My reading of this is that it’s suggestive of doping, but not necessarily any indictment of Catlin or his lab’s technicians. As Python says, occasionally discrepancies occur, and we know that in Armstrong’s case there were a bunch of tests performed over that period of time.
 
May 13, 2009
3,093
1
0
Merckx index said:
Excellent thread. But one question that still sticks out for me is, why was this request made in the first place? Is it normal for a cycling organization to request test information on a rider that goes back this far in time? If so, why? They would have to know when they made the request that the rider had not had any official positives during this period. So were they actually fishing for possibly incriminating information, which indeed came out? But why? What in the world would tip them off to the possibility of such information existing? And why would it matter, since no one outside the players involved ever would have known about this if not for the SI story.

I'm not surprised Catlin did not address the 6.5/1 sample. IIRC, the criterion for a red flag at that time was 6.0. I can certainly see how a sample that initially screened at 6.5 might on more careful confirmation testing prove to be below six. Even 7.6 is not that far out of the ballpark.

With regard to the other samples, Python says



The thing is, we don’t which test was actually flawed, the screening or the confirmation. One might argue that since screening is automated, it would be more reliable, but if that were really the case, confirmation would not require manual steps. Also, if I were a technician, and I knew that the screening had been positive (> 6), and I couldn’t confirm that, I would certainly review what I had done, and look for places where I might have made a mistake.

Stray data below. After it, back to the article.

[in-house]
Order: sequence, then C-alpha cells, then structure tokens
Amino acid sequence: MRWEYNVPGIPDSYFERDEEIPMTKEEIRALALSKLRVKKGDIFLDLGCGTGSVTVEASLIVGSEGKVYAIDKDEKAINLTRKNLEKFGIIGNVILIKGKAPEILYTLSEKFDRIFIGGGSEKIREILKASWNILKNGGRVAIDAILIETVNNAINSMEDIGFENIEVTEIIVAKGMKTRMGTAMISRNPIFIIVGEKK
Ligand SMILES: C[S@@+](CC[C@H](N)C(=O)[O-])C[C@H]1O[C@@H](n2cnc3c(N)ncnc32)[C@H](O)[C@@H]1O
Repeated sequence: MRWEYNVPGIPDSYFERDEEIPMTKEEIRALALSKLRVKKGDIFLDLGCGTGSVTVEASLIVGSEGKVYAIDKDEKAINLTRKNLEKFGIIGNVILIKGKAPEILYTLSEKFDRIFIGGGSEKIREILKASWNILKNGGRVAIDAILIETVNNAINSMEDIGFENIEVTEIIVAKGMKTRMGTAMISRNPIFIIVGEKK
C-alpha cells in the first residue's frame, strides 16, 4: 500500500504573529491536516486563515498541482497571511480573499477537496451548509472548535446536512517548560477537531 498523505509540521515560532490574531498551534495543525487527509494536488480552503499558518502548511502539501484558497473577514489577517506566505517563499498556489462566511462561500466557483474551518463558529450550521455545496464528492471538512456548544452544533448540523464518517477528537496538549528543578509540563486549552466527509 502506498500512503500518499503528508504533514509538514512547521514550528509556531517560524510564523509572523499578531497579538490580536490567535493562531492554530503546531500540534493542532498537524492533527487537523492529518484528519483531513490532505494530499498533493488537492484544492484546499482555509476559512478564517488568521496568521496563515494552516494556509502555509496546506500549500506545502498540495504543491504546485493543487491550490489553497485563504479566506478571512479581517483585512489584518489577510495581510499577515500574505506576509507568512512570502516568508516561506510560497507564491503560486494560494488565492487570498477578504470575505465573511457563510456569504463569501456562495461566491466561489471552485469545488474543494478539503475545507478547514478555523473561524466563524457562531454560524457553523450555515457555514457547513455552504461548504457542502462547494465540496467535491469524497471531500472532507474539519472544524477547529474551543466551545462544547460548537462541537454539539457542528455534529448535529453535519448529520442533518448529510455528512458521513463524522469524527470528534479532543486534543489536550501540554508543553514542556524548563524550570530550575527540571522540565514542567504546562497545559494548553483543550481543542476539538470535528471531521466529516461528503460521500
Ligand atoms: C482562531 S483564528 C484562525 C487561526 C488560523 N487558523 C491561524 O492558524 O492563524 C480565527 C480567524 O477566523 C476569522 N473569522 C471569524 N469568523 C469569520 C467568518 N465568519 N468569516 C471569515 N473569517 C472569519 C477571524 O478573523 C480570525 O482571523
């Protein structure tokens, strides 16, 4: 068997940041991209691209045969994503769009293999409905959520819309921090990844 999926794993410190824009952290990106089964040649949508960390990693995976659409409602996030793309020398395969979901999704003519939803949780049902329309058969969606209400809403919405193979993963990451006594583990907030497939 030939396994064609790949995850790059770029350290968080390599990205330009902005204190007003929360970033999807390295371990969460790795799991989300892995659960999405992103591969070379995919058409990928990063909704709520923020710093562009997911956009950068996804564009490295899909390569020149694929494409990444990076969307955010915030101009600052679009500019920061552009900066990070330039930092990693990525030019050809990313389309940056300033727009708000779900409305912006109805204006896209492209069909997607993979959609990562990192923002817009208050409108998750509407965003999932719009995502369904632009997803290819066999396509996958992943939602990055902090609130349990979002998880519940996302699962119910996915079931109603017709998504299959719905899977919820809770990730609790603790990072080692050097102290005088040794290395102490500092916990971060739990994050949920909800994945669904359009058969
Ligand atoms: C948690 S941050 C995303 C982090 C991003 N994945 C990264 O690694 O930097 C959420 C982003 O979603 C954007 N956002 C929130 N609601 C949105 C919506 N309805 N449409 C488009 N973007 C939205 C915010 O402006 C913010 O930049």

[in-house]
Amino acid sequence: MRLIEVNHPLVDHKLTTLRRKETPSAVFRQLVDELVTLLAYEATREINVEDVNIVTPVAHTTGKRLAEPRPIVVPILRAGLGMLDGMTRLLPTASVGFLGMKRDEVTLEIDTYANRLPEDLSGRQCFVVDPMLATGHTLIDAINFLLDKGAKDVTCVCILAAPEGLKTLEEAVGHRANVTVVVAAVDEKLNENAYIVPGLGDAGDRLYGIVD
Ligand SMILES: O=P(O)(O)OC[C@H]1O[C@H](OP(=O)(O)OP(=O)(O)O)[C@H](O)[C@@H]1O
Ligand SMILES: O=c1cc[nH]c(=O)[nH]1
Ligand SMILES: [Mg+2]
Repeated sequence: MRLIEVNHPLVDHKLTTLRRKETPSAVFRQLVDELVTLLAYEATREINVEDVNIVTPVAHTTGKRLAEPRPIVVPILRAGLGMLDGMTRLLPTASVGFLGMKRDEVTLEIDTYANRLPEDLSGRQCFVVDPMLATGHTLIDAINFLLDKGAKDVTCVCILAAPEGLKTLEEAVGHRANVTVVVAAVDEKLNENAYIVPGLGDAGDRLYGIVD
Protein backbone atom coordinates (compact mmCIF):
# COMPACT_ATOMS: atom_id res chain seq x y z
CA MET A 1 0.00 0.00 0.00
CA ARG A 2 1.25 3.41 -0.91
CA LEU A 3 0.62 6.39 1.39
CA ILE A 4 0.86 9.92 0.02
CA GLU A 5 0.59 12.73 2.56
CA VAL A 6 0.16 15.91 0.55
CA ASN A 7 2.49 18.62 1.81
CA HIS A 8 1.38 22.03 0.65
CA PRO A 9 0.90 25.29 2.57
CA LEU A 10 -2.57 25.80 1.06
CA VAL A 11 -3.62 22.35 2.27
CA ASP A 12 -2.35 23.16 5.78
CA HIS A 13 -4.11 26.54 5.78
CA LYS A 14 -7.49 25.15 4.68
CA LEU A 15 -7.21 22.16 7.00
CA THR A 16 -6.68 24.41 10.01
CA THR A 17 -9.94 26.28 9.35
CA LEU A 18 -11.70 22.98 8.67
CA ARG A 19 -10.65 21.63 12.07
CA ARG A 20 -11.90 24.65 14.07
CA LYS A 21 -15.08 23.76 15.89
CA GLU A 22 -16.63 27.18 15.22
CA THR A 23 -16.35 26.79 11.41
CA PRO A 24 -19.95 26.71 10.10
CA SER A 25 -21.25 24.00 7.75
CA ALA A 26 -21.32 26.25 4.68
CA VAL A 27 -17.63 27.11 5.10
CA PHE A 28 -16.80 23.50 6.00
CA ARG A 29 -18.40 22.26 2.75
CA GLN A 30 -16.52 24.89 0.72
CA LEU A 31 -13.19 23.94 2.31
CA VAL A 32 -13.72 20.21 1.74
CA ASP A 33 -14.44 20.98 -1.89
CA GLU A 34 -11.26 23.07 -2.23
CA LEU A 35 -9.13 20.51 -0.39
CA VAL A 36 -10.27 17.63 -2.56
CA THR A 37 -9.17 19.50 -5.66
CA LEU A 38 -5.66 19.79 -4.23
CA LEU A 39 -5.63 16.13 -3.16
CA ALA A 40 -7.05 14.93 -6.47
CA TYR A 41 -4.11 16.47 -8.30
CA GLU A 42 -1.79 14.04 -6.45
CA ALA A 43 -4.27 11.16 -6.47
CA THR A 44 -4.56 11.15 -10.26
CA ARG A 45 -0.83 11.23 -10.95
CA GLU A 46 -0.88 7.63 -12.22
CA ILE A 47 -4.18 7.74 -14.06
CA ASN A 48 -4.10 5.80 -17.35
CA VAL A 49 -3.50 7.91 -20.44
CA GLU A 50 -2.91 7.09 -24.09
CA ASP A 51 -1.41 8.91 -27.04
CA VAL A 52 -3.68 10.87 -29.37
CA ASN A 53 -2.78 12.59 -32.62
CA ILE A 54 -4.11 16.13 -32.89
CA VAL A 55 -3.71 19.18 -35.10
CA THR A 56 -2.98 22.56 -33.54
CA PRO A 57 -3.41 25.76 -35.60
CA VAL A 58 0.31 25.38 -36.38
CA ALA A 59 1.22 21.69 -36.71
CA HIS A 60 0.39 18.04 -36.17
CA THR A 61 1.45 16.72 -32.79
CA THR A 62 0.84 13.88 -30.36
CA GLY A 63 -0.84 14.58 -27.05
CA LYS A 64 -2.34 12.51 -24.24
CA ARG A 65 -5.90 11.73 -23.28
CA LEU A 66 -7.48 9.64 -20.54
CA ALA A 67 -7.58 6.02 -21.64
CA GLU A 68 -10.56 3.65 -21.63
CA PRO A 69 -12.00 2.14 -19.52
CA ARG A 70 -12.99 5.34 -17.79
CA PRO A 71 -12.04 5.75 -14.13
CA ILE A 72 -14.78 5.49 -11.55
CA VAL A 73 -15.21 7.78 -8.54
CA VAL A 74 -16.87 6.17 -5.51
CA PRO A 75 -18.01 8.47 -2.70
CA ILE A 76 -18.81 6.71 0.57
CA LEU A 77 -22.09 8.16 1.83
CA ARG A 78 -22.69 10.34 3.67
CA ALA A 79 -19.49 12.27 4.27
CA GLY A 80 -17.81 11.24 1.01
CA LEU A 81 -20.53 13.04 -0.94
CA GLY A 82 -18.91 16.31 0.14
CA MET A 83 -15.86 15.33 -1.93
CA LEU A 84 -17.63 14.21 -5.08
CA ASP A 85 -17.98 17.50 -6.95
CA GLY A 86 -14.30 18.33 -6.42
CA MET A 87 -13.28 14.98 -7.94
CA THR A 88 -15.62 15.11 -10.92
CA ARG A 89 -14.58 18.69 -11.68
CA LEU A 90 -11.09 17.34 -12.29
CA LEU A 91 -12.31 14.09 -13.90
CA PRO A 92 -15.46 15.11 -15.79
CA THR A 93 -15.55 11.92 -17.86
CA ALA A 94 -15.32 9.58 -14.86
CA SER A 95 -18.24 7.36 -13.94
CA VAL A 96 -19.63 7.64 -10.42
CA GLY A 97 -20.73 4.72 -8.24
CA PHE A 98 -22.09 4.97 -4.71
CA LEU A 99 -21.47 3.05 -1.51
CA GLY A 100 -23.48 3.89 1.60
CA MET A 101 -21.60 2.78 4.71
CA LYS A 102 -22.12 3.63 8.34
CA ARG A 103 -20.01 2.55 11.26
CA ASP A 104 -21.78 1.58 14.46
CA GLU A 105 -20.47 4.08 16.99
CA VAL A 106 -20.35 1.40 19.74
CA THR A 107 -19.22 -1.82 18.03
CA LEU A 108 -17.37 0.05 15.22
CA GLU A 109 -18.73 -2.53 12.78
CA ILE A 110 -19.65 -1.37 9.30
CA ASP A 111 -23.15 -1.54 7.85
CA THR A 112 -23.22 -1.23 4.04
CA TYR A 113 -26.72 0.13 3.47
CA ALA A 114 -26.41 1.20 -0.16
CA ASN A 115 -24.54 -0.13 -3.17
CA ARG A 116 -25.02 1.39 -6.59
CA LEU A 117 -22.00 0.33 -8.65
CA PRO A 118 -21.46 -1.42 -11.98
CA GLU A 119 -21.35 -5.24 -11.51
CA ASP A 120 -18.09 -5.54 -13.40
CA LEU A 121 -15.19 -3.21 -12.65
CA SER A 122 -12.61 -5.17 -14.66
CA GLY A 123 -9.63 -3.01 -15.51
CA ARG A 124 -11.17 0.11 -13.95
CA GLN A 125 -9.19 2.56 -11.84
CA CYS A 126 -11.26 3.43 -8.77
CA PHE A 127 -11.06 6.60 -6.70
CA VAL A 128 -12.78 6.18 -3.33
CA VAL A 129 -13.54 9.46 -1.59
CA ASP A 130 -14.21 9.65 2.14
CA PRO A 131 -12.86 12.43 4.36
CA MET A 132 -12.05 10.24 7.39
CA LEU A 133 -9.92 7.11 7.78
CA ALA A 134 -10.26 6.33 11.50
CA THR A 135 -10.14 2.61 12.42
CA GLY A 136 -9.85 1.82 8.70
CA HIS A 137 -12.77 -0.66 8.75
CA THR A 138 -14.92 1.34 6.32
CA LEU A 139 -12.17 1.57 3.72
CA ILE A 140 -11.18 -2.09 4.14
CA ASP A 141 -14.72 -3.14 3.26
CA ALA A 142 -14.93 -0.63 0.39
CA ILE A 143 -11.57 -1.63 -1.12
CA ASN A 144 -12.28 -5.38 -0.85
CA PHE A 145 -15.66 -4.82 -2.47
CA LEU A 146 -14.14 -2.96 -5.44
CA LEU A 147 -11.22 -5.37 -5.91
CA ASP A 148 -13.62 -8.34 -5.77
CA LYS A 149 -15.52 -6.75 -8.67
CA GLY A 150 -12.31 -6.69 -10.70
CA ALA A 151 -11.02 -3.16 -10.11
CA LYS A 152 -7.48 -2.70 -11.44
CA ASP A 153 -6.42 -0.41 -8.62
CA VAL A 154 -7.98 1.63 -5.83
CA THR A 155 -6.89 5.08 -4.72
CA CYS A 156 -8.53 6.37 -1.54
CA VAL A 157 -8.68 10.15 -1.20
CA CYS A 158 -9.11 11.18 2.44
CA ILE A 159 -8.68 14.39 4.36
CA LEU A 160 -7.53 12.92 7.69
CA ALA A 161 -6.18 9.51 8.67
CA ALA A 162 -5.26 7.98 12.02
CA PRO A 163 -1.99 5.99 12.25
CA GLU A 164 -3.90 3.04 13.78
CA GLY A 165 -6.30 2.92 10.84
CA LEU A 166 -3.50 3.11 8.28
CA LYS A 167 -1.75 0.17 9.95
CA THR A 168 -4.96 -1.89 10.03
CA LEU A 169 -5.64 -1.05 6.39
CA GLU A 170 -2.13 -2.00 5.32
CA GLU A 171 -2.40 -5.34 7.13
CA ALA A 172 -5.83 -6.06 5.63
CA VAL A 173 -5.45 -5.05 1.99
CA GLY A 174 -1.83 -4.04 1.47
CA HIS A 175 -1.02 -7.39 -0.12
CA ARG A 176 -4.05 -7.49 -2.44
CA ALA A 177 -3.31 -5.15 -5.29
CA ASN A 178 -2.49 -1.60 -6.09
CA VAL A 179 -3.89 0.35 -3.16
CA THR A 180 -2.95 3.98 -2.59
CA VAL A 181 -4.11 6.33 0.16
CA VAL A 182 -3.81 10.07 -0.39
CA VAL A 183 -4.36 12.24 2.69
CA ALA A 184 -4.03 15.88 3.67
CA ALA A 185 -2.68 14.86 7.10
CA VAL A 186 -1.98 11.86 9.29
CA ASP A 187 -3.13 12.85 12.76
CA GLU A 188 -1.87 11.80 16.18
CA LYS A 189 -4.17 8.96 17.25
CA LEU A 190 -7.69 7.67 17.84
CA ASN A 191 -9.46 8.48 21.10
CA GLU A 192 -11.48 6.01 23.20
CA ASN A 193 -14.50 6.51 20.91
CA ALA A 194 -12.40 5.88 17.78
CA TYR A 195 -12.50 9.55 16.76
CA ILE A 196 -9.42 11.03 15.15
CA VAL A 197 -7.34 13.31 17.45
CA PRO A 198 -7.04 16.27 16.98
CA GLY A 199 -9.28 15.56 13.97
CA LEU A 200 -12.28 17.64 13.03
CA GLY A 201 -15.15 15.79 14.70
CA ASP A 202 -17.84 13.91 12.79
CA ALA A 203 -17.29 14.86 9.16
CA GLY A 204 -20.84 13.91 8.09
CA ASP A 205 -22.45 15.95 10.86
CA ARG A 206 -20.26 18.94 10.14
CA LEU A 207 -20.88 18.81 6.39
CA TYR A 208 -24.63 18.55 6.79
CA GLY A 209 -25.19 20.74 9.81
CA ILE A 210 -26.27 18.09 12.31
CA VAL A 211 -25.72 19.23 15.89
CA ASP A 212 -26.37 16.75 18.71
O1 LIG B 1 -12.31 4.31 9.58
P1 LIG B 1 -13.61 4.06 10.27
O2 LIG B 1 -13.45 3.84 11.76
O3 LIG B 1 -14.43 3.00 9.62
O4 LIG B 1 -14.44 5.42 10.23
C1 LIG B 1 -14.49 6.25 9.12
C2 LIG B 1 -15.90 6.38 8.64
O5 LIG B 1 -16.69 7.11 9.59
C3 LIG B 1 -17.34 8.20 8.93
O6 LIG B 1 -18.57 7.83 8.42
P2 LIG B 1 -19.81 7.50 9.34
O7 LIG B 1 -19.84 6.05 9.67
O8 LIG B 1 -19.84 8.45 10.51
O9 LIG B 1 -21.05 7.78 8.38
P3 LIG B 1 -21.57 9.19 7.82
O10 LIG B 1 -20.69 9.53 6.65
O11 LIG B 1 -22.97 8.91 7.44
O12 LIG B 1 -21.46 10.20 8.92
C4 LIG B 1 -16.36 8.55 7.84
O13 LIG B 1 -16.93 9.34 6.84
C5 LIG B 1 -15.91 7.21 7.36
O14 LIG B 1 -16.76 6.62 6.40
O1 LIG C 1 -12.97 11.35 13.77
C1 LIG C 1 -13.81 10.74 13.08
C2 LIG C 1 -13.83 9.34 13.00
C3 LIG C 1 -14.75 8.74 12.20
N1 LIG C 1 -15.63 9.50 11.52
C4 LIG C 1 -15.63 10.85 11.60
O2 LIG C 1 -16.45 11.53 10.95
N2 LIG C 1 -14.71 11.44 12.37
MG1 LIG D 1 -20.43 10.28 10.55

My reading of this is that it’s suggestive of doping, but not necessarily any indictment of Catlin or his lab’s technicians. As Python says, occasionally discrepancies occur, and we know that in Armstrong’s case there were a bunch of tests performed over that period of time.
Great point on why the request for old documents was made in the first place. Maybe Lance or one of his cronies tried to find out how much documentation had survived regarding his old sins?

I don't agree with your assessment of the 6.5/1 result. If it were shown subsequently that it was below the limit of 6/1, then why not lump it together with the other two? Because that's what had happened to them. The confirmation showed nothing, i.e., a ratio below 6/1. It almost seems the 6.5/1 sample was never hand-tested which raises another flag.
 
Sep 25, 2009
7,527
0
0
novitzky should run with this

when after comeback 2.0 armstrong released the results of his tests, unlike the ‘crowd’ that thirsted blood, i kept calling attention to the foul odour emanating from his mundane urine, or more specifically i referred to some peculiarities in his urine t/e tests. ff course, my calls went unheeded.

in light of the SI article, it seems that now is an opportune time to revisit some of the facts i was pointing to a while back. imo, they are damming to armstrong and god-sent to novizky. let's review them...

i start with the key reference facts from the SI article:
armstrong tested above what was considered then the doping threshold (t/e=6) three times. quoting the paper: '9.0-to-1 ratio from a sample collected on June 23, 1993; a 7.6-to-1 from July 7, 1994; and a 6.5-to-1 from June 4, 1996.'